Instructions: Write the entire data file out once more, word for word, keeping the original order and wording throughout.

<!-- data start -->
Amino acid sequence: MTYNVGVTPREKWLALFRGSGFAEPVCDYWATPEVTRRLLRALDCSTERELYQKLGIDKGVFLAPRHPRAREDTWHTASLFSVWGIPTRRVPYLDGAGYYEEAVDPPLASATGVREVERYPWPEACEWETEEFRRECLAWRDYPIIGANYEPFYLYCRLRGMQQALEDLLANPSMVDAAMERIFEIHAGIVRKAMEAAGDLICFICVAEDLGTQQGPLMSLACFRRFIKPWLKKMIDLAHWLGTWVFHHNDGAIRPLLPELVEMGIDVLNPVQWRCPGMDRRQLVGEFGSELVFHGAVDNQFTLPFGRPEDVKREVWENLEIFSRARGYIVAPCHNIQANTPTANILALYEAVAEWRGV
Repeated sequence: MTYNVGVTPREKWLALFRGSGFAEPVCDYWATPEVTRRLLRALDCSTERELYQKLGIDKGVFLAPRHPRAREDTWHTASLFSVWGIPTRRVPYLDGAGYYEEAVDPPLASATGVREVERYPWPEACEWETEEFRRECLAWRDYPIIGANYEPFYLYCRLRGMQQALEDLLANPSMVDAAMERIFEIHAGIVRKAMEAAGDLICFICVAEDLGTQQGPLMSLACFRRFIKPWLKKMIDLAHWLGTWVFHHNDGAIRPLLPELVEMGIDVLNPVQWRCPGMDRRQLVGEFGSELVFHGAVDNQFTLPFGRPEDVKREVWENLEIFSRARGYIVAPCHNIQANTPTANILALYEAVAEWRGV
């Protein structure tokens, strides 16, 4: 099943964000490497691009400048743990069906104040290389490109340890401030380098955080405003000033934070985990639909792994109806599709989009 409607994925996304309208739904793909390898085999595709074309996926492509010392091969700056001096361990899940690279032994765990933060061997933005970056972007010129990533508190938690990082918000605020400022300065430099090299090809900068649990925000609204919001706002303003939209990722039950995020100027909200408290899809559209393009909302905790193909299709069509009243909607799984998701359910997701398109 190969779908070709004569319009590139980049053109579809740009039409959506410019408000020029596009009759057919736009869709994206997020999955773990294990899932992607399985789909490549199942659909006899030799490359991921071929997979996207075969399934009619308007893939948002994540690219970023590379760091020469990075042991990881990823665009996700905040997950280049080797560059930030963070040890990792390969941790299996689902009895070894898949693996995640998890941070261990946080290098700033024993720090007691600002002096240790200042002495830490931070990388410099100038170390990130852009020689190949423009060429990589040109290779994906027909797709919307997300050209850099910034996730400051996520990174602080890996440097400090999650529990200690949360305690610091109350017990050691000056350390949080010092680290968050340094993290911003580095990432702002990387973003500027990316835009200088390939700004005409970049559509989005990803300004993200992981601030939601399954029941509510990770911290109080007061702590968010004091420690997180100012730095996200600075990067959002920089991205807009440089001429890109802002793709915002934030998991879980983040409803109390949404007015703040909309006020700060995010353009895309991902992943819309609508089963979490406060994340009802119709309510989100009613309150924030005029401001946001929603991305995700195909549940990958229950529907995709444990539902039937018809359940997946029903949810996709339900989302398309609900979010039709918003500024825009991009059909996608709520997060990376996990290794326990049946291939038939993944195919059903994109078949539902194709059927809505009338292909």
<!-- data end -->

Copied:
Amino acid sequence: MTYNVGVTPREKWLALFRGSGFAEPVCDYWATPEVTRRLLRALDCSTERELYQKLGIDKGVFLAPRHPRAREDTWHTASLFSVWGIPTRRVPYLDGAGYYEEAVDPPLASATGVREVERYPWPEACEWETEEFRRECLAWRDYPIIGANYEPFYLYCRLRGMQQALEDLLANPSMVDAAMERIFEIHAGIVRKAMEAAGDLICFICVAEDLGTQQGPLMSLACFRRFIKPWLKKMIDLAHWLGTWVFHHNDGAIRPLLPELVEMGIDVLNPVQWRCPGMDRRQLVGEFGSELVFHGAVDNQFTLPFGRPEDVKREVWENLEIFSRARGYIVAPCHNIQANTPTANILALYEAVAEWRGV
Repeated sequence: MTYNVGVTPREKWLALFRGSGFAEPVCDYWATPEVTRRLLRALDCSTERELYQKLGIDKGVFLAPRHPRAREDTWHTASLFSVWGIPTRRVPYLDGAGYYEEAVDPPLASATGVREVERYPWPEACEWETEEFRRECLAWRDYPIIGANYEPFYLYCRLRGMQQALEDLLANPSMVDAAMERIFEIHAGIVRKAMEAAGDLICFICVAEDLGTQQGPLMSLACFRRFIKPWLKKMIDLAHWLGTWVFHHNDGAIRPLLPELVEMGIDVLNPVQWRCPGMDRRQLVGEFGSELVFHGAVDNQFTLPFGRPEDVKREVWENLEIFSRARGYIVAPCHNIQANTPTANILALYEAVAEWRGV
């Protein structure tokens, strides 16, 4: 099943964000490497691009400048743990069906104040290389490109340890401030380098955080405003000033934070985990639909792994109806599709989009 409607994925996304309208739904793909390898085999595709074309996926492509010392091969700056001096361990899940690279032994765990933060061997933005970056972007010129990533508190938690990082918000605020400022300065430099090299090809900068649990925000609204919001706002303003939209990722039950995020100027909200408290899809559209393009909302905790193909299709069509009243909607799984998701359910997701398109 190969779908070709004569319009590139980049053109579809740009039409959506410019408000020029596009009759057919736009869709994206997020999955773990294990899932992607399985789909490549199942659909006899030799490359991921071929997979996207075969399934009619308007893939948002994540690219970023590379760091020469990075042991990881990823665009996700905040997950280049080797560059930030963070040890990792390969941790299996689902009895070894898949693996995640998890941070261990946080290098700033024993720090007691600002002096240790200042002495830490931070990388410099100038170390990130852009020689190949423009060429990589040109290779994906027909797709919307997300050209850099910034996730400051996520990174602080890996440097400090999650529990200690949360305690610091109350017990050691000056350390949080010092680290968050340094993290911003580095990432702002990387973003500027990316835009200088390939700004005409970049559509989005990803300004993200992981601030939601399954029941509510990770911290109080007061702590968010004091420690997180100012730095996200600075990067959002920089991205807009440089001429890109802002793709915002934030998991879980983040409803109390949404007015703040909309006020700060995010353009895309991902992943819309609508089963979490406060994340009802119709309510989100009613309150924030005029401001946001929603991305995700195909549940990958229950529907995709444990539902039937018809359940997946029903949810996709339900989302398309609900979010039709918003500024825009991009059909996608709520997060990376996990290794326990049946291939038939993944195919059903994109078949539902194709059927809505009338292909």